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A bag of local organic produce — from fresh corn to tomatoes to broccoli to snap peas — would typically cost more than $30 to buy at any store or farmers markets. But for workers at two Louisville companies, the same bag will cost just $5 this summer.
Picture of Bailey Loosemore
Rural communities nationwide are often hit hardest by food insecurity, meaning the people who live there don't have enough access to healthy, affordable food. Kentucky, according to recently released national data, is no exception.
Picture of Bailey Loosemore
The Courier Journal's continued coverage of food insecurity in Louisville is supported by the University of Southern California Center for Health Journalism's 2018 National Fellowship....

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The Center for Health Journalism is dedicated to supporting journalists covering two of the biggest stories of our time -- the twin pandemics of COVID-19 and systemic racism and inequities in America. We provide reporters with intensive training instituteswebinars and tips about craft and content and are providing deep and sustained support for reporters and their newsrooms in this historic and difficult moment. You can donate through the USC web portal at this link: https://bit.ly/3c8d4xs  Pressed for time? You can also text to donate! No amount is too small; just send a text to 41-444 and type the message CHJ for further instructions.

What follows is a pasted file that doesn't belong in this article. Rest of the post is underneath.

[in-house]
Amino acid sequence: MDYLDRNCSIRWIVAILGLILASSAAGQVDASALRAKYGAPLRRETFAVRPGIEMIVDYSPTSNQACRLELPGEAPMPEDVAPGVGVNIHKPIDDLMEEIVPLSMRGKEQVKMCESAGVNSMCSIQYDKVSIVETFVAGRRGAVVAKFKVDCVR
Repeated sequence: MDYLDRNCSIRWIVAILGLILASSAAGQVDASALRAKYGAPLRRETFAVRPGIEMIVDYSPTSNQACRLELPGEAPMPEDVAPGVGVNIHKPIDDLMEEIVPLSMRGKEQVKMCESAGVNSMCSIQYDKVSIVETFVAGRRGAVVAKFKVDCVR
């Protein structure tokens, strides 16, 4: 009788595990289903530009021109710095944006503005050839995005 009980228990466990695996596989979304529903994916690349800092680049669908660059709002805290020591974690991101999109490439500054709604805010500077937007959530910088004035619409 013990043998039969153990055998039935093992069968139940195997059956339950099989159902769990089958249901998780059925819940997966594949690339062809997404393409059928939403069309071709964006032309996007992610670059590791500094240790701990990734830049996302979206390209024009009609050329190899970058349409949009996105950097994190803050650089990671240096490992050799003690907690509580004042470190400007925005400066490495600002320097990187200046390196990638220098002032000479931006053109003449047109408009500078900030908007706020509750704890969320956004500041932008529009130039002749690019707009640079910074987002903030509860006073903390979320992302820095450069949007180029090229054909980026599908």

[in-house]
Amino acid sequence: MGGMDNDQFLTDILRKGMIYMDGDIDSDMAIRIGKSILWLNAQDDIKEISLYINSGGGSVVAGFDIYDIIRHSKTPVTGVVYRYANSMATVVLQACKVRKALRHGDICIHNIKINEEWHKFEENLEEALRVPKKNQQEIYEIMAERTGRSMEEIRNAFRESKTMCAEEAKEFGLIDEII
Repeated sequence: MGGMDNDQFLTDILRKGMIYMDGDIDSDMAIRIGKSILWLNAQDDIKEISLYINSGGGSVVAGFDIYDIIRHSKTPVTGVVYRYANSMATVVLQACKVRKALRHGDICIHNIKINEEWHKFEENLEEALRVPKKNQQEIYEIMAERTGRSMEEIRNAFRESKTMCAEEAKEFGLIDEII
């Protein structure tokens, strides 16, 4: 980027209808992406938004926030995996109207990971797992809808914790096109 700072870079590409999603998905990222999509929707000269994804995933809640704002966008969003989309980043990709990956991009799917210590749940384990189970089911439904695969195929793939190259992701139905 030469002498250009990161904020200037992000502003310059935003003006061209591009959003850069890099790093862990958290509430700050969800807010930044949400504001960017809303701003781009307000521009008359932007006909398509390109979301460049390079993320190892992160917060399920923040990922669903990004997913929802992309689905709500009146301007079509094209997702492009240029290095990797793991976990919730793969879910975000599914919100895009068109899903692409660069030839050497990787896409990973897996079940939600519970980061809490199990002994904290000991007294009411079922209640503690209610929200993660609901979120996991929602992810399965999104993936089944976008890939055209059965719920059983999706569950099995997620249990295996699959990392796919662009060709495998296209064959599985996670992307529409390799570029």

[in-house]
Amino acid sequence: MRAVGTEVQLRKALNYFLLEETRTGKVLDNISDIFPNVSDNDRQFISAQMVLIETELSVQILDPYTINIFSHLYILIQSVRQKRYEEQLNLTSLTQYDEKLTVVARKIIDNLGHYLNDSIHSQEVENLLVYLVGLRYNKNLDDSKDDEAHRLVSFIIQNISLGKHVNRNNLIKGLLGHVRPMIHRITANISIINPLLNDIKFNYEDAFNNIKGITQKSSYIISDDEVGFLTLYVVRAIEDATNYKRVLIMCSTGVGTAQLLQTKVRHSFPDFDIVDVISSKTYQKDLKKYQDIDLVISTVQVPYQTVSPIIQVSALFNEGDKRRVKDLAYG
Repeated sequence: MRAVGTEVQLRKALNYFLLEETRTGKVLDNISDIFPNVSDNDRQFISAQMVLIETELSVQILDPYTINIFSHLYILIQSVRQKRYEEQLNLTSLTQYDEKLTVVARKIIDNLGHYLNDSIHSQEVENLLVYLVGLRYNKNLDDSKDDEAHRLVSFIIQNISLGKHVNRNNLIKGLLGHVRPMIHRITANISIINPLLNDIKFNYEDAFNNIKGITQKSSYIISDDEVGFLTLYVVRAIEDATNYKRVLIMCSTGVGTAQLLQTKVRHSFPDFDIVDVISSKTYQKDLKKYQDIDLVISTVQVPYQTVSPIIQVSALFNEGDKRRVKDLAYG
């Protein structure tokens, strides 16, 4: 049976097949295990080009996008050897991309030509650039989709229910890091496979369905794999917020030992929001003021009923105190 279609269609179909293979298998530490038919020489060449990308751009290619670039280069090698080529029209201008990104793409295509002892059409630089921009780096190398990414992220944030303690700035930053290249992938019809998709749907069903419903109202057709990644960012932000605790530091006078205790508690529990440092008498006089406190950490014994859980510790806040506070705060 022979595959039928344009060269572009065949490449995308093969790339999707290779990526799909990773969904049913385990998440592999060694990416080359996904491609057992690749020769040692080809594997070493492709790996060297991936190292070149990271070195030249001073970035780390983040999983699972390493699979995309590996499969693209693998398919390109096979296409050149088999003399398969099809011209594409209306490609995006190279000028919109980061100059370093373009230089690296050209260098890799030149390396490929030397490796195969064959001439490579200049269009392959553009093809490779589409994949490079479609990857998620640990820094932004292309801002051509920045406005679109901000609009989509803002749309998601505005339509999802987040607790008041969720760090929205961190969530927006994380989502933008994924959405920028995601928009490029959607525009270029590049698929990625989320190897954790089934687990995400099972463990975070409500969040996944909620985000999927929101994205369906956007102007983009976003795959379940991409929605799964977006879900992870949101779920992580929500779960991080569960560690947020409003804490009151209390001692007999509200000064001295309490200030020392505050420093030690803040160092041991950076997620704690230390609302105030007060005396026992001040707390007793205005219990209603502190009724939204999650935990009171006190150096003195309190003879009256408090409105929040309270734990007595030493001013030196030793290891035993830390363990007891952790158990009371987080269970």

In this webinar, we'll look at how journalists can tell urgent stories as states reopen and workers are potentially forced to choose between their health and their economic survival. Sign-up here!

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